So, anyway, back to the blob. The blob has a more complex state machine than the previous demo enemies (spike, ghost) I've created. This led to some issues where state management was difficult when states were interrupted and various animations hadn't completed yet. For example, when you get near a blob, it compresses before jumping at you. If you hit it during this animation, it gets sent into another state (knockback) before the animation completes. These effects are achieved with entity controllers, as shown in a previous blog post. After the compression effect of the blob, it has a command that sends it into an 'jumping' state. We don't want this to run anymore if the blob was interrupted by an attack (and sent into the knockback state). To solve this, I introduced state-local controllers. That is, they are controllers that are discarded if the state changes, since they're 'owned' by the current state. This makes for a much cleaner programming model.

This is sort of hard to explain without code examples, so look for a post later in the week which shows the blob source code with an explanation of how it works.

4. Hue Shift

In the video, you'll see the blob flash colors when it's hit. This is actually done with a pixel shader that shifts the hue of the entity, rather than attempted to just change the color of the vertices (which doesn't work--a green image with red vertices appears black).

Hue shifting the blob

Anyway, here's the video. Enjoy! Recommended HD/fullscreen/annotations on.

Saturday, May 4, 2013

Adding Player Health

Video is at the very end of the post in case you want to skip straight to it.

Two posts ago I introduced a new Screen Management architecture that I had implemented. Currently, Entity state can be easily managed and manipulated by using Behaviors. Additionally, Sections can be created and destroyed (and rendered at the same time, with different cameras). But what if two Sections need to communicate to each other? For example, Player Health is something that both the game screen (so enemies can reduce it) and the HUD screen (so it can be displayed) need to know about!

Both 'Sections' need to know about a shared variable, Health.

Entities are local to a section and shouldn't be passed around, so we don't really want to use a behavior attached to an entity to do our work.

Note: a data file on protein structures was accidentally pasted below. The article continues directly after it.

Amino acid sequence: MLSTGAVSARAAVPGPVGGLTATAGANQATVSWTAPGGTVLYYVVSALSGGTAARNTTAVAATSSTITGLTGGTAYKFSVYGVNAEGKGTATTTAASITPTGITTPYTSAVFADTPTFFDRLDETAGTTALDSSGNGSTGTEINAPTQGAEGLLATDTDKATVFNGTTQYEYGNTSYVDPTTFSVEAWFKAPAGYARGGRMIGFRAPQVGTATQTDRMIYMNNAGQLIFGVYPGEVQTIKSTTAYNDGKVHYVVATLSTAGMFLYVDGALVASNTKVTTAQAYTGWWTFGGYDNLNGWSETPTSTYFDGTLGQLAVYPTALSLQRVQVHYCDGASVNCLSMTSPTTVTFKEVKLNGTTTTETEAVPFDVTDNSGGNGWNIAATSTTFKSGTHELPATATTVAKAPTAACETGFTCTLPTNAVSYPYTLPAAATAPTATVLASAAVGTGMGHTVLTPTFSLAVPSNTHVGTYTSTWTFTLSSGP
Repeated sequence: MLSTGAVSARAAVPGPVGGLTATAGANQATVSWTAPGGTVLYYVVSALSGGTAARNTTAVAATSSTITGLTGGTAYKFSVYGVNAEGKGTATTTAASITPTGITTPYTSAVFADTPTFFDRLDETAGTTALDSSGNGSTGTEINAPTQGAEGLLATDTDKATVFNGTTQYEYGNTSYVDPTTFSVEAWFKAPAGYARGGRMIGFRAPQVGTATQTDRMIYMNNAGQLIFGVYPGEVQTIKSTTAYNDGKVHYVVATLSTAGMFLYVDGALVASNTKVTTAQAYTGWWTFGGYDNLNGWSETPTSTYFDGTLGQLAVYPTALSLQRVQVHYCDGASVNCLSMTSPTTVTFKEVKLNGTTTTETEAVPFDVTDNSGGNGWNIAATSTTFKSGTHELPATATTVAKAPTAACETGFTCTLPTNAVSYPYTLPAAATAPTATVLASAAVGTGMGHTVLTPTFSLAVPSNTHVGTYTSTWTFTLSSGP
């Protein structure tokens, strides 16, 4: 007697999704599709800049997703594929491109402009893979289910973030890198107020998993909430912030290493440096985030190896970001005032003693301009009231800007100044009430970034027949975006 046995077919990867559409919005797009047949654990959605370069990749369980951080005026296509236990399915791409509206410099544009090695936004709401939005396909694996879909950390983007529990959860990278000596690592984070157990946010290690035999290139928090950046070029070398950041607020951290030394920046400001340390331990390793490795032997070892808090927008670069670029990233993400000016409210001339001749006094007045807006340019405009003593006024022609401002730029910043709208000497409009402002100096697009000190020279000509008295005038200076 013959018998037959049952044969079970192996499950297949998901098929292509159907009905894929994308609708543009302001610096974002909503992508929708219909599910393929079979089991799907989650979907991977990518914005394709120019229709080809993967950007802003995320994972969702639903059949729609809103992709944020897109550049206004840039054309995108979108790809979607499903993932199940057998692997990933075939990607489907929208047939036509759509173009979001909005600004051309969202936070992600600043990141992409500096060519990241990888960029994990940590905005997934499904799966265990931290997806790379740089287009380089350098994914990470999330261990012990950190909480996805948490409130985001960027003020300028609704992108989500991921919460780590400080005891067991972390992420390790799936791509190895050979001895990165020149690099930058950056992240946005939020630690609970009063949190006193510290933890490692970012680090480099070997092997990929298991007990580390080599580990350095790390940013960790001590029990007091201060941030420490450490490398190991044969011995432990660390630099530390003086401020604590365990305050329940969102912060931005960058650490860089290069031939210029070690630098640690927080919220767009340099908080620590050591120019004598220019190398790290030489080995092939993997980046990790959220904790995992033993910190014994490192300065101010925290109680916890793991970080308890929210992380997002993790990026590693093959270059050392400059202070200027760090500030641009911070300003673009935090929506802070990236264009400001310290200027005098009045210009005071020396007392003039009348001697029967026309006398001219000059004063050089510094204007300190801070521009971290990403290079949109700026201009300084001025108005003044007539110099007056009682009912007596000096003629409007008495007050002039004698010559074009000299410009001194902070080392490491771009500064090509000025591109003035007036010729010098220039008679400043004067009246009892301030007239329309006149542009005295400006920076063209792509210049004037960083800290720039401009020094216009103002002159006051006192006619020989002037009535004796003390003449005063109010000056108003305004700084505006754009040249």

One option is to use a Global state object of some sort. But that's no good, because globals are generally difficult to manage and lead to poor design. For example, if I wanted to load a game, I'd have to manually implement a 'reset' on the game state. With proper object management, I should be able to just toss out the existing game state and replace it with a fresh one. In addition, a global state would imply nonsensical designs where you could access the player's health from the title screen. So, no to globals.

Another option is to tie a Game Model (this can be any object you want) to a Section, but allow the model to be shared across sections. This is the design I ended up implementing. Here is an example of how the main game might be set up with a shared model:

The code that sets up a simple shared Game Model

Once this is done, Behaviors can access the Game Model. For the sake of convenience, I've decided to introduce a base class for behaviors that belong in-game (as opposed to, say, stuff on a start-up screen). Here is a sample (and simple) usage:

Highlighted is the code that makes the player lose health. Simple!

Note that I've added a 'damage amount' variable to the 'DamagePlayer' trigger. So now what? Well, I've created some Hearts that live in the HUD Section. Each Heart has an update method that polls the game model to determine how it should be displayed. For example, if the current health is 5, and the heart is the 7th heart, the heart should be invisible. If the current health is 5.5, and the heart is the 6th heart, then we'd show a partial heart (for the sake of simplicity, I just draw it at half-scale).

The player has 5.5 health remaining

As always, there is a fun little video of everything in action. Some notes:
  • As a demo of both subtracting and adding health, I've added a simple little ghost enemy that does damage proportional to its size and little heart pickups. The ghost in the first room does 1 damage, the bigger ghosts do 2.5 damage. The heart pickups restore 1 health.
  • The model caps the player's health at 8 for this demo. You can see that additional heart pickups, once full, don't give the player more health.
  • I'll be adding game music to the videos just for flavor. This is being played through the game's audio engine, which I added recently (it wasn't worth a blog post--it's pretty simple for now). Of course, once I get my own music I'll be using that!
  • The ghost enemy is just a demo whipped up in a few minutes, nothing necessarily permanent. True enemy design will come at a later phase.
  • I had to re-implement section transitions after changing from Lua to pure C#, but hadn't gotten around to actually doing it until this week. 
Anyway, the video. Enjoy!